I love this sweet, sweet story about learning to find your own strengths and never giving up. This is the story of Bella, who's trying to find what she's good at and tries comparing herself to the members of her family. But, with the help of her Abuela and with a sprinkle of patience and a heap of practice, Bella finds something she's good at. I love Bella so much, and she reminds me at times of my own son, who wished to get things right from the start. It's a beautiful story with so much heart and humor that will resonate with readers everywhere and that teaches the need for patience and perseverance. The illustrations are vivid and lovely, too. A wonderful addition to homes, schools, and libraries everywhere!
Oh my goodness, this book is so adorable and totally speaks to my heart as someone who bakes "with" my toddler on a regular basis. The message of this book is so needed for kids--KEEP TRYING! No one is perfect! Bella thinks she's a total failure and the rest of her family is perfect, until she learns that everyone in her family makes mistakes, and all she has to do to succeed is keep trying. A wonderful picture book about perseverance. Bonus: a great chance to learn and practice some light Spanish vocabulary!
Bella's Recipe for Success is the perfect read for building up a child's confidence. I love that the story highlighted that practice makes perfect! I admired the relationship between Bella and her very patient Abuela. I loved that the characters were doing cartwheels in the living room, because I think every kid has tried this at least once, usually ending in disaster! This book teaches so many valuable things within the pages, and most importantly reminds us that growing up is all about trial and error...and with perseverance comes success!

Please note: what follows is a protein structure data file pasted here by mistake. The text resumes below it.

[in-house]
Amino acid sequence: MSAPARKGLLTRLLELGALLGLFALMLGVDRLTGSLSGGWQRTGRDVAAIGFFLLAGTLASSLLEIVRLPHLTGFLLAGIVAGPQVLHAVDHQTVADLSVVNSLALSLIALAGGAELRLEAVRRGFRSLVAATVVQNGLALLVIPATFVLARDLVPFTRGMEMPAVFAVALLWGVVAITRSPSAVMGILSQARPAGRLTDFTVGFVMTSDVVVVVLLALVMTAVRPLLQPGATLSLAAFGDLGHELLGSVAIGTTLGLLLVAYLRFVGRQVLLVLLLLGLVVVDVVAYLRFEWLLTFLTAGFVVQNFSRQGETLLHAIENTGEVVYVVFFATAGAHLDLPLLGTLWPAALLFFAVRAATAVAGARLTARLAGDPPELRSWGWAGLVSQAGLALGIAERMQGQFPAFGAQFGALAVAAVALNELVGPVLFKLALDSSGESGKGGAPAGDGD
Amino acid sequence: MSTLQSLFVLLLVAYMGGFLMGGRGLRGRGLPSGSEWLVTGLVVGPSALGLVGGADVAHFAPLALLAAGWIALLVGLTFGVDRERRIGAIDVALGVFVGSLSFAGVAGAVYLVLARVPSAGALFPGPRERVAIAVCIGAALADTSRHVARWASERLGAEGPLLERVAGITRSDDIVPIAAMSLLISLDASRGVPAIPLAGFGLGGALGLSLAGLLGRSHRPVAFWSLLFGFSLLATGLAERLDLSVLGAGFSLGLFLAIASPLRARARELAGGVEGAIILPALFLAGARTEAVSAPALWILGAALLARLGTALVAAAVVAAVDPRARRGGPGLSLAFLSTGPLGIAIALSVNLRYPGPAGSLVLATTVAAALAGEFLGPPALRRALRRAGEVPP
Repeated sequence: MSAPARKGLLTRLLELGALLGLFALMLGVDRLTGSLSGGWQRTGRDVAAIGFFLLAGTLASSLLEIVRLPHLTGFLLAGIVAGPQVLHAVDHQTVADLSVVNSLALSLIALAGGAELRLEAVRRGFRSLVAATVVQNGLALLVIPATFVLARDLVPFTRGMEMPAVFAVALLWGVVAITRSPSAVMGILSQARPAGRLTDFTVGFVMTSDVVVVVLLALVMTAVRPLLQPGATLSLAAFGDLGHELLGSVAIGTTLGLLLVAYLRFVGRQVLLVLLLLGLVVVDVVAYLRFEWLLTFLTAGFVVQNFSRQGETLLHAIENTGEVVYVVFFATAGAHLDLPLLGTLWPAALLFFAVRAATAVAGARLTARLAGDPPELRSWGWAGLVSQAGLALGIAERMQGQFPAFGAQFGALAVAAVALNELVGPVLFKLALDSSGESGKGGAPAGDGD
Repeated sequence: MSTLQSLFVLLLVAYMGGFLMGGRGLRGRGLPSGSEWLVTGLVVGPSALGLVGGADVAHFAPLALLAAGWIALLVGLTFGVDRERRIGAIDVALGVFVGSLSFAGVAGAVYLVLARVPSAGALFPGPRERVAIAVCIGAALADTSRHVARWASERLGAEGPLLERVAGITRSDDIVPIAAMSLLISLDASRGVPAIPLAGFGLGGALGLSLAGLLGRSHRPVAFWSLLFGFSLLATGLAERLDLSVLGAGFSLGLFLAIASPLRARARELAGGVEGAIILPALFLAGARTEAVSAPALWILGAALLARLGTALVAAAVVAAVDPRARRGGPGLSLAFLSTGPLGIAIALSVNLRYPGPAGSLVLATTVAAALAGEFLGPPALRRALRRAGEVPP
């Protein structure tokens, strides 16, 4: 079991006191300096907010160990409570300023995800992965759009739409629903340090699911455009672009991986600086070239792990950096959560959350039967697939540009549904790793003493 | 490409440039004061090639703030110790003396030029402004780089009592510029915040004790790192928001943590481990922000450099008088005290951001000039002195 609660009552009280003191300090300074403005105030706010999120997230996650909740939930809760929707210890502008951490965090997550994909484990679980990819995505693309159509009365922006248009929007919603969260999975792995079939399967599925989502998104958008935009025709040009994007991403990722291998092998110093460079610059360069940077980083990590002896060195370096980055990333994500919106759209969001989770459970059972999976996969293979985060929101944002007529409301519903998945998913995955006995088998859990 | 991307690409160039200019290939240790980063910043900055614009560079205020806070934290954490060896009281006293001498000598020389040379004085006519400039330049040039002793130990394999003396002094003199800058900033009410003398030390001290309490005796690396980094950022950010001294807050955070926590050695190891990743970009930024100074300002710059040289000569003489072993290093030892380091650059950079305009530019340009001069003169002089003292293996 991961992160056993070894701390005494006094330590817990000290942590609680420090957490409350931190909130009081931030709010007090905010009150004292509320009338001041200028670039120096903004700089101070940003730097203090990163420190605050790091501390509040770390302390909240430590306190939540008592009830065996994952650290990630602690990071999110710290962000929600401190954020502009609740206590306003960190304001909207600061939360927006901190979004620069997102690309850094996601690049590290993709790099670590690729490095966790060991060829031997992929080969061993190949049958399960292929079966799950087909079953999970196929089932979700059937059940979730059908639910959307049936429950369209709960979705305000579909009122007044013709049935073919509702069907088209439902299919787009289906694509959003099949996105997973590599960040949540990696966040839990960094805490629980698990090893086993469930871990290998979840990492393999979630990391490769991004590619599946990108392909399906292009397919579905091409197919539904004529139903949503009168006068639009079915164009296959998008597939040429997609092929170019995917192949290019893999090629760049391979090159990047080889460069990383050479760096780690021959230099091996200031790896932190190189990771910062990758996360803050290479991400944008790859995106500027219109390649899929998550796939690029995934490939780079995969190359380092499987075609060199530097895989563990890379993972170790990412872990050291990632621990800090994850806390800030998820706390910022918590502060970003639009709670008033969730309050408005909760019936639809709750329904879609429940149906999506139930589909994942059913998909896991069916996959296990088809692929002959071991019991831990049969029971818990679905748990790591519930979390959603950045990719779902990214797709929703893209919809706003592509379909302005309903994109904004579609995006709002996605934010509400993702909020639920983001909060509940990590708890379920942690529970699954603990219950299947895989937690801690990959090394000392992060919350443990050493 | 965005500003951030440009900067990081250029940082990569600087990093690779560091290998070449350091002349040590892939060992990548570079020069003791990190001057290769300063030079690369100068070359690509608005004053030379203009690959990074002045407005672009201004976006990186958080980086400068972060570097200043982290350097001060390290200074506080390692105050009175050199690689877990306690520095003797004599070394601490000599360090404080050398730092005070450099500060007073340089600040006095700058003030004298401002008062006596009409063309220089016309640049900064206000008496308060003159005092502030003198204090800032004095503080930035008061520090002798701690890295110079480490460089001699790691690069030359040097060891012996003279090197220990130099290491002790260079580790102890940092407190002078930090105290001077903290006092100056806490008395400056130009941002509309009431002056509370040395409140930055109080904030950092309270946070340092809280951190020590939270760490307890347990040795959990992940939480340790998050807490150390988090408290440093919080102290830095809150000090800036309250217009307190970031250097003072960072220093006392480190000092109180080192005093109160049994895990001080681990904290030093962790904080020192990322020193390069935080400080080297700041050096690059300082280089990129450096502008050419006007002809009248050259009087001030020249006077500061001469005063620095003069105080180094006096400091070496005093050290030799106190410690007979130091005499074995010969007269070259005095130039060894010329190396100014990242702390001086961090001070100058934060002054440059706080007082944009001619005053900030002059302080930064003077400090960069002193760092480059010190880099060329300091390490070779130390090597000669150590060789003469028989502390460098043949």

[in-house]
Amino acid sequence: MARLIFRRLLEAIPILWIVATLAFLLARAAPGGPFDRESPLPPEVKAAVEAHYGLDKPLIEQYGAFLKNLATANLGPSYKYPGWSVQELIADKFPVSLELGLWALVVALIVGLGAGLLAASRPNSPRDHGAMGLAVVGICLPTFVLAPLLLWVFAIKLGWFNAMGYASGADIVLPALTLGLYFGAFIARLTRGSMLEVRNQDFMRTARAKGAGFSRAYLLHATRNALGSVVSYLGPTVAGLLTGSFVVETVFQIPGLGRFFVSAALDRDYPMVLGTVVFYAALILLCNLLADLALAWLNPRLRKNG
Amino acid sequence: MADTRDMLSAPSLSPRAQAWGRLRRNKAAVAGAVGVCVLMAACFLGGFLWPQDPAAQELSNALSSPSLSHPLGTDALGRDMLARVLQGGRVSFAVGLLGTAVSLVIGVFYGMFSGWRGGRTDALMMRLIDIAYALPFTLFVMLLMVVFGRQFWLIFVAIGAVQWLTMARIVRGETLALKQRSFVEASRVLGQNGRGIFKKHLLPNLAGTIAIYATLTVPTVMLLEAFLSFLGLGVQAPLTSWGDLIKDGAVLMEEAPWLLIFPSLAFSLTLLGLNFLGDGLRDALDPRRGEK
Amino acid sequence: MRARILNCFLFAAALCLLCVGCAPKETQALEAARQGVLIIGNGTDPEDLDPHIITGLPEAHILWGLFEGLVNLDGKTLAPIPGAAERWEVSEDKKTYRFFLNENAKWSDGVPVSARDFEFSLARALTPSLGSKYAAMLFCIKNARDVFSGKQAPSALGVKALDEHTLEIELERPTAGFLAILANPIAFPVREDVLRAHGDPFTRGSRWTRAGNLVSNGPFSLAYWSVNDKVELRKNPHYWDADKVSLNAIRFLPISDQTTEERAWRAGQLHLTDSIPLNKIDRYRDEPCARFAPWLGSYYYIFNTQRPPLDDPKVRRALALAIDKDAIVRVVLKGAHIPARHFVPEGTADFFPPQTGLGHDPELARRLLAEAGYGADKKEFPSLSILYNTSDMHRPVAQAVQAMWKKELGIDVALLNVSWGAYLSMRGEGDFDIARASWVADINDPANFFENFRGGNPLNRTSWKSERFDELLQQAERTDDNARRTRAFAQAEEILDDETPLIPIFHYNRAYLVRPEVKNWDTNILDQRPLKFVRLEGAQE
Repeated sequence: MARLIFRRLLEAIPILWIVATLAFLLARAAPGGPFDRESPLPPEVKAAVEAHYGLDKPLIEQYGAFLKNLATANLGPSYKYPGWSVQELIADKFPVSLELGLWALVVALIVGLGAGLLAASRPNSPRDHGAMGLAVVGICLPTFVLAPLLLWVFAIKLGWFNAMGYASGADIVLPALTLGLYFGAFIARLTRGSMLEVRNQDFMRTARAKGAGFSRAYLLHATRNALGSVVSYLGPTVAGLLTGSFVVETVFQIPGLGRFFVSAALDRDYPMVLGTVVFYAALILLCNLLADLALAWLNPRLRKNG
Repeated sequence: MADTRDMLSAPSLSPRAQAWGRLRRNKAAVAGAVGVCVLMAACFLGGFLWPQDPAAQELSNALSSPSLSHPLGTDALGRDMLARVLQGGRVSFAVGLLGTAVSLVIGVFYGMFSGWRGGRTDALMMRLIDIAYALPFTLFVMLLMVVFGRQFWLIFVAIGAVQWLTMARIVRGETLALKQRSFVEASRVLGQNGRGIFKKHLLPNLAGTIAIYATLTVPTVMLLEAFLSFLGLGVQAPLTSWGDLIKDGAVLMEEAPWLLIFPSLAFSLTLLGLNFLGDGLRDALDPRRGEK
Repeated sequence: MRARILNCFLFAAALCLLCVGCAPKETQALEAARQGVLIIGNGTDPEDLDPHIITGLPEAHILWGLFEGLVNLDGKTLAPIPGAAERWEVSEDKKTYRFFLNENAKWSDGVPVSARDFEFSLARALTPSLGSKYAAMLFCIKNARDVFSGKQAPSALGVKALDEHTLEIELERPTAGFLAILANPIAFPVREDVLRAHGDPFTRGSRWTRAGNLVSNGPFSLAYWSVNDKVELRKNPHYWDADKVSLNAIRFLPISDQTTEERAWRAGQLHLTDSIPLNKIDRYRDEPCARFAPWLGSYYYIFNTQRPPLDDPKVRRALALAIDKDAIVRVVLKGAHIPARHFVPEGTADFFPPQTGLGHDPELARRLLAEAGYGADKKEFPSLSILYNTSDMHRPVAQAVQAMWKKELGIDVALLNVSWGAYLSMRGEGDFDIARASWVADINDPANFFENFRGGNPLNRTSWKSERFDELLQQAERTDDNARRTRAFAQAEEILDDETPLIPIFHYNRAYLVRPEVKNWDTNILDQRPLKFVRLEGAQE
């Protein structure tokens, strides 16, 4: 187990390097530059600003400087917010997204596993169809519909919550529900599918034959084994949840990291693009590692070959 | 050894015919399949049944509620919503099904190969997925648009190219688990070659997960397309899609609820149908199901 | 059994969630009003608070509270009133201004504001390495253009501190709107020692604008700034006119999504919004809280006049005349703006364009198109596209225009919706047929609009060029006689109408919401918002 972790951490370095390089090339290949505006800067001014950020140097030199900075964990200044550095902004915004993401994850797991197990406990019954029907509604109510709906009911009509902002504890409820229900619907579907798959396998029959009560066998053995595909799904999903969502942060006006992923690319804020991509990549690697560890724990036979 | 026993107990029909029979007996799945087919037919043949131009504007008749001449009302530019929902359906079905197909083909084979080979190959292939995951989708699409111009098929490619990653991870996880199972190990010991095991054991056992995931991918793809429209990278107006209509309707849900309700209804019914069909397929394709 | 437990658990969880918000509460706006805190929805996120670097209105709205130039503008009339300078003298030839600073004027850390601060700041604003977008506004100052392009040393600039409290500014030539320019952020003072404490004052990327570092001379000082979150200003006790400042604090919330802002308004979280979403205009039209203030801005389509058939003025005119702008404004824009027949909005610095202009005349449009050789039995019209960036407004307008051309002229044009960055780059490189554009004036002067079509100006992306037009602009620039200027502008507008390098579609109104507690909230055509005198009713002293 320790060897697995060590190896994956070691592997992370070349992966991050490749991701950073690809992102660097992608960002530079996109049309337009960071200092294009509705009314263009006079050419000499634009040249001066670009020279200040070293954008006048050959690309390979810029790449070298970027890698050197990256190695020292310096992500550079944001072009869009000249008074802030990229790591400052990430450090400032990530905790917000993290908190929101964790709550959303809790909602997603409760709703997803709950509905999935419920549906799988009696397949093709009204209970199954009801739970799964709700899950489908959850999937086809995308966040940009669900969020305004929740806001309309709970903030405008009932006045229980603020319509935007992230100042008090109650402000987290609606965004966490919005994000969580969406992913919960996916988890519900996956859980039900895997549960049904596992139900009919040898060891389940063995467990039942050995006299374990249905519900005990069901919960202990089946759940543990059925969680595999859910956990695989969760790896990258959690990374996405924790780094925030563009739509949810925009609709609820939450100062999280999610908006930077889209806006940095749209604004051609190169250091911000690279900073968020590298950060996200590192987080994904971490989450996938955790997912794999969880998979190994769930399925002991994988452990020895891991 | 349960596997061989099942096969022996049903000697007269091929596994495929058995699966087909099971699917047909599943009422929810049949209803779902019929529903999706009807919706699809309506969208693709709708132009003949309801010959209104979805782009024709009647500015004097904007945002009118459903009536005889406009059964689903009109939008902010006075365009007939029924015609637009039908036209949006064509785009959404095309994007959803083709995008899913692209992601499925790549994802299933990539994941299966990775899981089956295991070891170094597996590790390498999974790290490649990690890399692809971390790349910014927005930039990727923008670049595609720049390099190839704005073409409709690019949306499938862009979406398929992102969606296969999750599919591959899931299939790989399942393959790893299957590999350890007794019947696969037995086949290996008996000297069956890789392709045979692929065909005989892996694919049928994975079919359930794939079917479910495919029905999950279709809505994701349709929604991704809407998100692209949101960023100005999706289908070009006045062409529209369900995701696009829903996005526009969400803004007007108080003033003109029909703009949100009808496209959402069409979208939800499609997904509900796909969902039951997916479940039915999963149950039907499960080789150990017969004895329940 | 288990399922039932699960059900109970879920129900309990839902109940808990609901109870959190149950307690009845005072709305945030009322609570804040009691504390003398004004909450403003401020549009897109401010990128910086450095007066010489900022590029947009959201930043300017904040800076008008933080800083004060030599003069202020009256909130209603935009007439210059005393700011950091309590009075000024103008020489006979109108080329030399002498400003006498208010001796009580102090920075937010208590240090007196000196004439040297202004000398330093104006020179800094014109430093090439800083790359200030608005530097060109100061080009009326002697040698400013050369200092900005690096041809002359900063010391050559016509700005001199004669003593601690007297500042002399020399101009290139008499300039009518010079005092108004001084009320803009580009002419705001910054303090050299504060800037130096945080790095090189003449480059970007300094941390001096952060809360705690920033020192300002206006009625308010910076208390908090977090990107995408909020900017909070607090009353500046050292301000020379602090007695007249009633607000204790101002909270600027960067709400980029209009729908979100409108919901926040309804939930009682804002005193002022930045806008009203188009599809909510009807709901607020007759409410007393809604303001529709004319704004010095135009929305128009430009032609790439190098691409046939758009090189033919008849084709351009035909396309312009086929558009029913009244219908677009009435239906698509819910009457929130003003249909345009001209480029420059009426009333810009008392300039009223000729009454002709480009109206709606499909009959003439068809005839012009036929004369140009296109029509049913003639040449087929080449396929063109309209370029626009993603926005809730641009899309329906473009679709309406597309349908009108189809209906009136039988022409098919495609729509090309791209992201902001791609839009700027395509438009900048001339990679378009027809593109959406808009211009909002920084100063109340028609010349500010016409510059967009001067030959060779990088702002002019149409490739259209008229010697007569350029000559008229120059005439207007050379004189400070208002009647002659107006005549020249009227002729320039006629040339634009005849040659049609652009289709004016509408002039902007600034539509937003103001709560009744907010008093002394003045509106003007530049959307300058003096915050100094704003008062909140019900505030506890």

This is a delightful book about perseverance and baking! This book reminded me so much of one my daughters who is very hard on herself when she doesn't get things right the first time. I'll bet a lot of kids (and their parents) will relate.
A lovely story about never giving up. The author has seamlessly woven the English and Spanish text together making for a fun and enriching read aloud book. Would make a great addition to any primary classroom.
Bella’s Recipe for Success follows a young Latinx girl named Bella who is trying to figure out what she’s good at. Her sister is a talented gymnast and her brother is a talented musician, but Bella is struggling to find her hidden talent. She tries baking polvorones with her abuela, but her first attempt goes all wrong. Though she struggles, Bella learns that being good at something takes hard work, perseverance, and patience.
The illustrations by Geraldine Rodríguez are so fun! The way she captures the facial expressions of each character brings so much emotion and personality to every single page.
With Spanish vocabulary peppered throughout, Bella’s Recipe for Success would be a fantastic addition to classroom libraries. Plus, there’s a recipe for polvorones con dulche de leche that I can’t wait to try. My baking skills are not great, but I will take a lesson from Bella and practice.
Thank you so much to Beaming Books for sending me a review copy of Bella’s Recipe For Success.
Ana Siqueira is a Spanish-language elementary teacher and an award-winning children's book author based in Tampa, Florida. Before Bella's Recipe for Success, she published children's books in Portuguese in Brazil and in Spanish for the foreign language educational markets. Ana is also a global educator, a PBS Media innovator, and an SCBWI member.
Geraldine Rodríguez is a Mexican illustrator and digital artist who enjoys telling stories through colors and lines. In addition to Bella's Recipe for Success, Geraldine is the illustrator of Cinco de Mayo and the Adventures of Samuel Oliver series.
The most important thing is the title. The title of this book is perfect and I really like the book cover, it really shows that what the book holds and make the book eye-catchy at a very first look.
Characters are beautifully portrayed and the author's writing skill is brilliant.
This book will teaches the children to accept the failure and try to do the same thing again and again until you achieve it. One can be perfect in anything, but it needs time and practice only.
The book is about Bella who found that everyone around her is talented. Her brother is good at playing the piano and her sister is good at gymnastics. But Bella always tries and fails in every activity. Will she able to find her talent or How did she achieve it?
The most important thing I love is the spanish vocabulary.